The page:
Aug 24

From the article:

Said differently, the risks of the world being at or near the end of its long-term debt cycle are significant.”
Leading to the conclusion that “We Believe That the Next Big Fed Move Will Be to Ease (Via QE) Rather Than to Tighten

Forget Rate Hikes: Bridgewater Says QE4 Is Next; Warns World Is Approaching End Of Debt Supercycle (ZeroHedge, Aug 24, 2015):

In a just released letter to clients, the head of the world’s largest hedge fund delivers one of his usual sermons about the economy as a perpetual motion machine, affected by central banks, and where interest rates are supposed to boost asset returns by being below “the rates of return of longer-term assets.”

None of that is terribly exciting and it is in fitting with what Bridgewater has said for a long time (incidentally, it is curious that just over the weekend, the FT released a piece in which a “US asset manager warns over risk parity” which is what Bridgewater’s bread and butter is all about).

What is exciting is the following part:

That’s where we find ourselves now—i.e., interest rates around the world are at or near 0%, spreads are relatively narrow (because asset prices have been pushed up) and debt levels are high.  As a result, the ability of central banks to ease is limited, at a time when the risks are more on the downside than the upside and most people have a dangerous long bias.  Said differently, the risks of the world being at or near the end of its long-term debt cycle are significant.

That is what we are most focused on.  We believe that is more important than the cyclical influences that the Fed is apparently paying more attention to.

We suppose this gis suppoed to justify the Fed’s preoccupation with hiking rates, and why Yellen has on more than one occasion spoken against soaring asset prices. And yet…

While we don’t know if we have just passed the key turning point, we think that it should now be apparent that the risks of deflationary contractions are increasing relative to the risks of inflationary expansion because of these secular forces.  These long-term debt cycle forces are clearly having big effects on China, oil producers, and emerging countries which are overly indebted in dollars and holding a huge amount of dollar assets—at the same time as the world is holding large leveraged long positions.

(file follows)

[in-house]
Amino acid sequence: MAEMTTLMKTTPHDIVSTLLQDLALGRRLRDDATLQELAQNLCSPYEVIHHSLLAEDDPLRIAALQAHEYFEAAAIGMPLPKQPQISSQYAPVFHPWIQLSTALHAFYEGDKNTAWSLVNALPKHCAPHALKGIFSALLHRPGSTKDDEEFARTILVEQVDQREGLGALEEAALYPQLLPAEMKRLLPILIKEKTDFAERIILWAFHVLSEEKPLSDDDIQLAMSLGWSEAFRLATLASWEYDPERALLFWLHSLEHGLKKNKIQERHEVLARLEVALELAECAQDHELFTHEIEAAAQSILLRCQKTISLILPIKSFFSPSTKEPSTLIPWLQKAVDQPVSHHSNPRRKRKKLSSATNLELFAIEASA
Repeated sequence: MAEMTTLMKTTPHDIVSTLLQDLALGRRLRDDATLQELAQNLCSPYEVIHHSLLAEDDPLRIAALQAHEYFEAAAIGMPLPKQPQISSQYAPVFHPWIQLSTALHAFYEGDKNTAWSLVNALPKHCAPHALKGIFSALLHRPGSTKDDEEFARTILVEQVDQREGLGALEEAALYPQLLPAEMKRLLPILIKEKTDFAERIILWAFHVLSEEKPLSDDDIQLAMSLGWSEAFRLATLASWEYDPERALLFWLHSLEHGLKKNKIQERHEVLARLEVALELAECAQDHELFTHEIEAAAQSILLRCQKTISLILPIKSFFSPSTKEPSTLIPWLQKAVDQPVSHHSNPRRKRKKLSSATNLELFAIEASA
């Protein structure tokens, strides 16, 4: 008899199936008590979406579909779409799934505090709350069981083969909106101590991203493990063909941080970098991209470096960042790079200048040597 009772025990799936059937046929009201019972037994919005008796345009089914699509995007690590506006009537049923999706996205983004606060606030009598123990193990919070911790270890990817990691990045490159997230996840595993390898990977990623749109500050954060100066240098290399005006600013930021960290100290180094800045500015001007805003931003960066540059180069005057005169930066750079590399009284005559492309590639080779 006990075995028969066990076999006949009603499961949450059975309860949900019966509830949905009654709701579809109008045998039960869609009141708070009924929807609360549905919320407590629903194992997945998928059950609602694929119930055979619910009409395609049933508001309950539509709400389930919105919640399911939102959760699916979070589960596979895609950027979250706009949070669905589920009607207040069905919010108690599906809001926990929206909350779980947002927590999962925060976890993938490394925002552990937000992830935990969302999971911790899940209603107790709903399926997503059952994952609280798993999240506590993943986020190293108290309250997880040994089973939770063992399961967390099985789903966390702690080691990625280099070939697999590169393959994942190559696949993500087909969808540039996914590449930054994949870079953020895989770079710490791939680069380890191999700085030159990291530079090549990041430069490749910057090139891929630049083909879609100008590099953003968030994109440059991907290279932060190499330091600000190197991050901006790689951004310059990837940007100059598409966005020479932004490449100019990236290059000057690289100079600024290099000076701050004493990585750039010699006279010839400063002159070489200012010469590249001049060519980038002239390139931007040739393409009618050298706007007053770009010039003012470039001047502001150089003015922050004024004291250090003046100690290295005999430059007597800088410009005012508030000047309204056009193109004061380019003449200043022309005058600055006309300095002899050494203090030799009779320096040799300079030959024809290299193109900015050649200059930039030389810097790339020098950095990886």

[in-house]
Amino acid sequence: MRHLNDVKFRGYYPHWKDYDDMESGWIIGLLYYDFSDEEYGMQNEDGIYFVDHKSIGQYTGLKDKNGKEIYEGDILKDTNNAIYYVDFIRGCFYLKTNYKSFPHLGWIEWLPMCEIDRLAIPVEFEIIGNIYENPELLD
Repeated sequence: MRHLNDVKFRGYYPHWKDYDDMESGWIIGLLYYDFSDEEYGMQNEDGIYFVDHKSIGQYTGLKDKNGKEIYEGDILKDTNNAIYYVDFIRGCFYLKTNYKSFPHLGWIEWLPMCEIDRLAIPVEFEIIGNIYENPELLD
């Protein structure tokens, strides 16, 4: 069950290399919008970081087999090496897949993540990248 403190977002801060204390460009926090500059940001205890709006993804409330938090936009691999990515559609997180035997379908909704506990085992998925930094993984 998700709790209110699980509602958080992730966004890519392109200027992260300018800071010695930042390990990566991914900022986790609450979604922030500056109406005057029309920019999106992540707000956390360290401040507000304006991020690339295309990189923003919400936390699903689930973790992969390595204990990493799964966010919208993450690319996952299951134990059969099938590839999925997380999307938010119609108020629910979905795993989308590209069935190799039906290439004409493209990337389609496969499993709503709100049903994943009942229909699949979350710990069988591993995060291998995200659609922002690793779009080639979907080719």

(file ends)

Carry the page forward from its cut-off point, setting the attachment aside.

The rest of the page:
While, in our opinion, the Fed has over-emphasized the importance of the “cyclical” (i.e., the short-term debt/business cycle) and underweighted the importance of the “secular” (i.e., the long-term debt/supercycle), they will react to what happens.  Our risk is that they could be so committed to their highly advertised tightening path that it will be difficult for them to change to a significantly easier path if that should be required.

Leading to the conclusion that “We Believe That the Next Big Fed Move Will Be to Ease (Via QE) Rather Than to Tighten

Odd, that: it’s precisely what we have been saying since the announcement of the taper in 2013.

As for why stocks just took a major leg down once the letter hit, Dalio’s warning that the era of easy debt-funded returns is over, appears to be striking a chord…

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2 Responses to “Forget Rate Hikes: Bridgewater Says QE4 Is Next; Warns World Is Approaching End Of Debt Supercycle”

  1. Marilyn Gjerdrum Says:

    QE is out of steam. It might work for a few days, then the cycle will continue.
    There is too much debt with nothing behind any of it. QE in the US helped the worst of the wrongdoers of 2008-09, nobody else.
    Our debt level has gone up 50% since Obama took office………most of it from bush adm junk, like the Iraq war and the crash……
    The financials are going down next……..
    Look where QE took China from late June until now….. Nobody believes it any longer.
    Without trust, it cannot work, and nobody trusts the banks any longer…..Especially the central banks.
    What products do they offer? Debt and more debt…..
    Debt is only valuable if the debtor can afford to pay the loans.
    This is global, affecting every nation, and many will soon be unable to pay…….
    Idiots have been in power too long.

  2. Manfred Häberli Says:

    the argument is understandable, has some merits and deserves empathy but we have to accept the present as our Basis of decisions to be made and the wolrd as a living thing is not to be had without risk. It is for us to make the right decisions.

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